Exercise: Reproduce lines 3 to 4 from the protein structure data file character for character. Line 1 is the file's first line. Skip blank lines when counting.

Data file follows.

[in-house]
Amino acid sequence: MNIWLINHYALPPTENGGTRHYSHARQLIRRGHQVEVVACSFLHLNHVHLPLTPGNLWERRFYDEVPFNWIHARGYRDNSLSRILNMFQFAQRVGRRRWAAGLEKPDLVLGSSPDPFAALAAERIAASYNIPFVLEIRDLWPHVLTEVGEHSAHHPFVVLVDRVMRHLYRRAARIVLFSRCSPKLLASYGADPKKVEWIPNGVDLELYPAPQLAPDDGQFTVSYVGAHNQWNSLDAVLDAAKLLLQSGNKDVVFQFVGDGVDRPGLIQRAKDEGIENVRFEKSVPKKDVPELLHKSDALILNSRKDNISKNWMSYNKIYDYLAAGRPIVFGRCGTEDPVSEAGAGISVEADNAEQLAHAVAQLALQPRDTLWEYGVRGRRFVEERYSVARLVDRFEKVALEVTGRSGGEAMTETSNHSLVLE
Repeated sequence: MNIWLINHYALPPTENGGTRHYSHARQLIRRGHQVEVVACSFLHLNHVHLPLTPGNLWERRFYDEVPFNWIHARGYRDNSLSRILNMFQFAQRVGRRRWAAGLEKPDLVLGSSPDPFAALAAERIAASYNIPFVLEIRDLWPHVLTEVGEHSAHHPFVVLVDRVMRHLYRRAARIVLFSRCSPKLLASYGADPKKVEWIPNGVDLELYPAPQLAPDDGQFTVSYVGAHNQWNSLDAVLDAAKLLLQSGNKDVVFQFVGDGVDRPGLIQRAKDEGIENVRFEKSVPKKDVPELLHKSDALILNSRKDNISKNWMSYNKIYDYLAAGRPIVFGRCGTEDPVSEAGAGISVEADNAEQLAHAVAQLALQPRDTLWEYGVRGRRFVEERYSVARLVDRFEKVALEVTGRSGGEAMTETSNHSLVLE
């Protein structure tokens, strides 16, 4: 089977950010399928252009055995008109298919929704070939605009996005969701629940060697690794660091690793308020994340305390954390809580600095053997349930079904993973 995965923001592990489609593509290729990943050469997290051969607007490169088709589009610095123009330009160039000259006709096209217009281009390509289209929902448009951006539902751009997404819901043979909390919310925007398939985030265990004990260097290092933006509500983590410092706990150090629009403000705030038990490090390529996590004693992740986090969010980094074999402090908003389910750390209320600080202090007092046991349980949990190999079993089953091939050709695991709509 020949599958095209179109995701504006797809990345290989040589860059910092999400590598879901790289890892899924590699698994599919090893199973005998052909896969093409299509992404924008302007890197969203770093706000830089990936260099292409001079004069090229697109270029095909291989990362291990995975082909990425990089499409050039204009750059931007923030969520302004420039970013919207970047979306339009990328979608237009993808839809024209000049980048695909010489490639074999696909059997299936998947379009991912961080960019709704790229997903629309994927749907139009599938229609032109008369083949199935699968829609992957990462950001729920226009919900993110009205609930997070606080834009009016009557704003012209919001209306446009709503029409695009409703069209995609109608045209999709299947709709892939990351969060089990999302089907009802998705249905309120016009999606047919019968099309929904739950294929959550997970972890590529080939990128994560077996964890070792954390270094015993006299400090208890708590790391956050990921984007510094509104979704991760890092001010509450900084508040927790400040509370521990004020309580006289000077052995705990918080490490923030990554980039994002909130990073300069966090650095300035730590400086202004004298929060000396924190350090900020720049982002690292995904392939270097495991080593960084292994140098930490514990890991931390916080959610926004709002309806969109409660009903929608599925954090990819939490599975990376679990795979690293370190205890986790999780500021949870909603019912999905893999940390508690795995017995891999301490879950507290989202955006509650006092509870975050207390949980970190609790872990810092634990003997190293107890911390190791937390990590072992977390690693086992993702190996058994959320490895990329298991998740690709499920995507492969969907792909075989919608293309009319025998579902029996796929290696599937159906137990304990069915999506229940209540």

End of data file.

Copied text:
Repeated sequence: MNIWLINHYALPPTENGGTRHYSHARQLIRRGHQVEVVACSFLHLNHVHLPLTPGNLWERRFYDEVPFNWIHARGYRDNSLSRILNMFQFAQRVGRRRWAAGLEKPDLVLGSSPDPFAALAAERIAASYNIPFVLEIRDLWPHVLTEVGEHSAHHPFVVLVDRVMRHLYRRAARIVLFSRCSPKLLASYGADPKKVEWIPNGVDLELYPAPQLAPDDGQFTVSYVGAHNQWNSLDAVLDAAKLLLQSGNKDVVFQFVGDGVDRPGLIQRAKDEGIENVRFEKSVPKKDVPELLHKSDALILNSRKDNISKNWMSYNKIYDYLAAGRPIVFGRCGTEDPVSEAGAGISVEADNAEQLAHAVAQLALQPRDTLWEYGVRGRRFVEERYSVARLVDRFEKVALEVTGRSGGEAMTETSNHSLVLE
């Protein structure tokens, strides 16, 4: 089977950010399928252009055995008109298919929704070939605009996005969701629940060697690794660091690793308020994340305390954390809580600095053997349930079904993973 995965923001592990489609593509290729990943050469997290051969607007490169088709589009610095123009330009160039000259006709096209217009281009390509289209929902448009951006539902751009997404819901043979909390919310925007398939985030265990004990260097290092933006509500983590410092706990150090629009403000705030038990490090390529996590004693992740986090969010980094074999402090908003389910750390209320600080202090007092046991349980949990190999079993089953091939050709695991709509 020949599958095209179109995701504006797809990345290989040589860059910092999400590598879901790289890892899924590699698994599919090893199973005998052909896969093409299509992404924008302007890197969203770093706000830089990936260099292409001079004069090229697109270029095909291989990362291990995975082909990425990089499409050039204009750059931007923030969520302004420039970013919207970047979306339009990328979608237009993808839809024209000049980048695909010489490639074999696909059997299936998947379009991912961080960019709704790229997903629309994927749907139009599938229609032109008369083949199935699968829609992957990462950001729920226009919900993110009205609930997070606080834009009016009557704003012209919001209306446009709503029409695009409703069209995609109608045209999709299947709709892939990351969060089990999302089907009802998705249905309120016009999606047919019968099309929904739950294929959550997970972890590529080939990128994560077996964890070792954390270094015993006299400090208890708590790391956050990921984007510094509104979704991760890092001010509450900084508040927790400040509370521990004020309580006289000077052995705990918080490490923030990554980039994002909130990073300069966090650095300035730590400086202004004298929060000396924190350090900020720049982002690292995904392939270097495991080593960084292994140098930490514990890991931390916080959610926004709002309806969109409660009903929608599925954090990819939490599975990376679990795979690293370190205890986790999780500021949870909603019912999905893999940390508690795995017995891999301490879950507290989202955006509650006092509870975050207390949980970190609790872990810092634990003997190293107890911390190791937390990590072992977390690693086992993702190996058994959320490895990329298991998740690709499920995507492969969907792909075989919608293309009319025998579902029996796929290696599937159906137990304990069915999506229940209540």